A couple of things from your post.
1. The root issue in Deut might be worth raising for Acc to reconsider. I don't know how L and BW tag them but there may be an argument to consider separating the roots in the Greek. It's not a morph tag issue - the form is correctly tagged I believe. But they (L and BW) differ in the opinion about the verbal root from Acc. I was reading now in Muraoka's lexicon on the Septuagint. There could be enough daylight there. I'm not sure how I would handle it myself but it might be fore asking Acc to check their current view of this one. That said there could be no real case at all. How stems (in Acc verbal roots are really stems if I recall an older answer on this topic correctly) are determined is not a process I'm familiar with. (Add that to the list of stuff to learn I guess. )
2. The comparison of function in your post is interesting. The main thing I cannot see how to do in Acc is how to get a concise summary list of the ways the Hebrew is rendered in Greek, the way you can in Logos and BW. Of course, all the caveats associated with word to word association apply but nonetheless auto production of Greek <-> Hebrew associations in this tool would have its value.
Anyone know how ? If this is not possible in Acc it would be a nice enhancement.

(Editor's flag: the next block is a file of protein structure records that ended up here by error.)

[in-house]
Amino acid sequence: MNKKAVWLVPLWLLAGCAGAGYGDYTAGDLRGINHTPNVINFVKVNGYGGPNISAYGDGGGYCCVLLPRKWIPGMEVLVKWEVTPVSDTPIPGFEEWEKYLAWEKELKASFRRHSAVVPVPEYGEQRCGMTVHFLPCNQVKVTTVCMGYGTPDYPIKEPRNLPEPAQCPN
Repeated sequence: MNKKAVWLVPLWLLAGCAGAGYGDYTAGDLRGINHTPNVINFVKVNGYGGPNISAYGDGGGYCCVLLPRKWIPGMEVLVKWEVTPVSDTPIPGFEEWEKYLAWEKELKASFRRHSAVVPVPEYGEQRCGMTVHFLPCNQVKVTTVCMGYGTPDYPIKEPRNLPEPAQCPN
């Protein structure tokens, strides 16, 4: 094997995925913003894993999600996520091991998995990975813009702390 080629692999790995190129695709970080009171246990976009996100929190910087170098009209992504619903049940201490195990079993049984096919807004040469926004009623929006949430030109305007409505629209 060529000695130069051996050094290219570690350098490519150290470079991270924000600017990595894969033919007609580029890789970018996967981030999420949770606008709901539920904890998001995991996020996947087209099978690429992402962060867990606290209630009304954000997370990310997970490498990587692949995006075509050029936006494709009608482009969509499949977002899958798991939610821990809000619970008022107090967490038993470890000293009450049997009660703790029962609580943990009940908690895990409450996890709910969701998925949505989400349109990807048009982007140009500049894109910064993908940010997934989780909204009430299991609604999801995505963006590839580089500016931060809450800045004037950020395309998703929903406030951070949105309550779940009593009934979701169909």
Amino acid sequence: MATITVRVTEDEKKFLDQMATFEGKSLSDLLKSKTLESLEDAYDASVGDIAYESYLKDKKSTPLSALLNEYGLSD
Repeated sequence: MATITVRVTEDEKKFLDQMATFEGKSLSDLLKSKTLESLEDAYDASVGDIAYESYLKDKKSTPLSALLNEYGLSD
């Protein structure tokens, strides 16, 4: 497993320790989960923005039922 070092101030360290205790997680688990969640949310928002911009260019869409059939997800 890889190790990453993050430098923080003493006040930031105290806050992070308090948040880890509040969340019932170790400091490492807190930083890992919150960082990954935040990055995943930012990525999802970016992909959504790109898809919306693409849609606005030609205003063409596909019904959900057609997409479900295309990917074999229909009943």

In case anyone is interested this is the workspace I use for hacking out queries on the the MT-LXX. It is set up with Hebrew on the left, and Greek on the right - ok, I now see how that seems backwards now, but I did this a long time ago before I had even the skerrick (which really should be skeric I feel ) of Hebrew I have now.
Here it is doing Julia's query where only the middle and the right zones are of use:
And here it is showing a specific translation of the word ἱλάσκομαι.
The workspace is attached. It has a couple of other tabs for crossing things or looking up verses or such as you go.
Edited by דָנִיאֶל, 24 March 2018 - 11:43 AM.
Sola lingua bona est lingua mortua
ἡ μόνη ἀγαθὴ γλῶσσα γλῶσσα νεκρὰ ἐστιν
lišanu ēdēnitu damqitu lišanu mītu
"Du stammst vom Herrn Adam und der Herrin Eva ab", sagte Aslan. "Und das ist zugleich Ehre genug, um das Häupt des ärmsten Bettlers zu erheben, und genug, um die Schultern des größten Kaisers auf Erden zu beugen. Sei zufrieden." Aslan, Die Chroniken von Narnia, Prinz Kaspian von Narnia. CS Lewis. Übersetzt von Wolfgang Holbein und Christian Rendel.
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